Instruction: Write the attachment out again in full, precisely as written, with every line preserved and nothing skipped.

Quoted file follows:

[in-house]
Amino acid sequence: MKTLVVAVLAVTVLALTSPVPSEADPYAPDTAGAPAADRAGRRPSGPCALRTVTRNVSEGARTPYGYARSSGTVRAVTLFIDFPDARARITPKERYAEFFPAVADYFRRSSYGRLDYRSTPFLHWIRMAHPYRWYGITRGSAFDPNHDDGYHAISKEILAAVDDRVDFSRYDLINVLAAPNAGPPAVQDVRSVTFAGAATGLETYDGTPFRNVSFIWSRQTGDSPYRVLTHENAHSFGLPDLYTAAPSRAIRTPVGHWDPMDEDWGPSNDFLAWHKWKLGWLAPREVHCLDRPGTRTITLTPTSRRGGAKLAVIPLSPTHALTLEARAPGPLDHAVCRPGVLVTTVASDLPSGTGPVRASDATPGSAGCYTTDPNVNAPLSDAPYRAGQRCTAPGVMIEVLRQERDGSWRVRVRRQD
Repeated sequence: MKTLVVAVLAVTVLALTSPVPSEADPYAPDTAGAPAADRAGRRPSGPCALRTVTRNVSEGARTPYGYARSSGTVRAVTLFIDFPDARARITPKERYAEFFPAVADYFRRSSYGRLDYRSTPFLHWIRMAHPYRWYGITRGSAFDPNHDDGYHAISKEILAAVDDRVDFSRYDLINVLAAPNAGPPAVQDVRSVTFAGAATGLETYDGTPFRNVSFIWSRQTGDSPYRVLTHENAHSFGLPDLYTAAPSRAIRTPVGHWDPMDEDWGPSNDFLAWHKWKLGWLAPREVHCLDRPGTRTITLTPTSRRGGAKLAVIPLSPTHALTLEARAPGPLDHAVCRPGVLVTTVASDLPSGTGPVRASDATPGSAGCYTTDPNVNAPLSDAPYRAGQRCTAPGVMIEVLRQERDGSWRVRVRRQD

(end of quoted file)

[in-house]
Amino acid sequence: MKTLVVAVLAVTVLALTSPVPSEADPYAPDTAGAPAADRAGRRPSGPCALRTVTRNVSEGARTPYGYARSSGTVRAVTLFIDFPDARARITPKERYAEFFPAVADYFRRSSYGRLDYRSTPFLHWIRMAHPYRWYGITRGSAFDPNHDDGYHAISKEILAAVDDRVDFSRYDLINVLAAPNAGPPAVQDVRSVTFAGAATGLETYDGTPFRNVSFIWSRQTGDSPYRVLTHENAHSFGLPDLYTAAPSRAIRTPVGHWDPMDEDWGPSNDFLAWHKWKLGWLAPREVHCLDRPGTRTITLTPTSRRGGAKLAVIPLSPTHALTLEARAPGPLDHAVCRPGVLVTTVASDLPSGTGPVRASDATPGSAGCYTTDPNVNAPLSDAPYRAGQRCTAPGVMIEVLRQERDGSWRVRVRRQD
Repeated sequence: MKTLVVAVLAVTVLALTSPVPSEADPYAPDTAGAPAADRAGRRPSGPCALRTVTRNVSEGARTPYGYARSSGTVRAVTLFIDFPDARARITPKERYAEFFPAVADYFRRSSYGRLDYRSTPFLHWIRMAHPYRWYGITRGSAFDPNHDDGYHAISKEILAAVDDRVDFSRYDLINVLAAPNAGPPAVQDVRSVTFAGAATGLETYDGTPFRNVSFIWSRQTGDSPYRVLTHENAHSFGLPDLYTAAPSRAIRTPVGHWDPMDEDWGPSNDFLAWHKWKLGWLAPREVHCLDRPGTRTITLTPTSRRGGAKLAVIPLSPTHALTLEARAPGPLDHAVCRPGVLVTTVASDLPSGTGPVRASDATPGSAGCYTTDPNVNAPLSDAPYRAGQRCTAPGVMIEVLRQERDGSWRVRVRRQD